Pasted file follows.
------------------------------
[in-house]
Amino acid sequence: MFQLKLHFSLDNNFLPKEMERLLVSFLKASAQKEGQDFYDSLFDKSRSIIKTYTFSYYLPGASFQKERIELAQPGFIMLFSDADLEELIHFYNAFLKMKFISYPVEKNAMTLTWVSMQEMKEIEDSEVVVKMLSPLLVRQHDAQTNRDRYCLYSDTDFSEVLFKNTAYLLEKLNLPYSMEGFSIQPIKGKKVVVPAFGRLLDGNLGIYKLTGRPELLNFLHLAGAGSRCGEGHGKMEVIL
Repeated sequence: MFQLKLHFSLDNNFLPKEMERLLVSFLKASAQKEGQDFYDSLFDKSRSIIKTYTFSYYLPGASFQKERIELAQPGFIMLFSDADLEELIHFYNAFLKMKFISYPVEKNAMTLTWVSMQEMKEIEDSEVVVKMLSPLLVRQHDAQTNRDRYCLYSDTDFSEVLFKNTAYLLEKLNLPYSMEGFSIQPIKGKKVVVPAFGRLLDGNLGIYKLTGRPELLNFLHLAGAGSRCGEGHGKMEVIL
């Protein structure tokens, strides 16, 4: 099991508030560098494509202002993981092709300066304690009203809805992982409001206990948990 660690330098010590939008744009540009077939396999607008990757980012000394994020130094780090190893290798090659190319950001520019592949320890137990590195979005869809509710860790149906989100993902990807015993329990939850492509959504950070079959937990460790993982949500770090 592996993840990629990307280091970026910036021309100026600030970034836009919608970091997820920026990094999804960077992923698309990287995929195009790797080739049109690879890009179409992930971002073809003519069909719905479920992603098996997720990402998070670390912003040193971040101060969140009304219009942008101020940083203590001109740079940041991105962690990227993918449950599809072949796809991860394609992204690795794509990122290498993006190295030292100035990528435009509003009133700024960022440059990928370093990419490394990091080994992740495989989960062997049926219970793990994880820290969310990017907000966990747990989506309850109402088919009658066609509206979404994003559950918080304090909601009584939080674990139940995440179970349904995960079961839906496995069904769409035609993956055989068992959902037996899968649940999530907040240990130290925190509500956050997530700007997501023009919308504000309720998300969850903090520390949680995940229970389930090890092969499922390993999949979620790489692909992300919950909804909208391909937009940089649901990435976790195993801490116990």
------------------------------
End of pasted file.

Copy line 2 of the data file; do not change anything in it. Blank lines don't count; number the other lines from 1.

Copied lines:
Amino acid sequence: MFQLKLHFSLDNNFLPKEMERLLVSFLKASAQKEGQDFYDSLFDKSRSIIKTYTFSYYLPGASFQKERIELAQPGFIMLFSDADLEELIHFYNAFLKMKFISYPVEKNAMTLTWVSMQEMKEIEDSEVVVKMLSPLLVRQHDAQTNRDRYCLYSDTDFSEVLFKNTAYLLEKLNLPYSMEGFSIQPIKGKKVVVPAFGRLLDGNLGIYKLTGRPELLNFLHLAGAGSRCGEGHGKMEVIL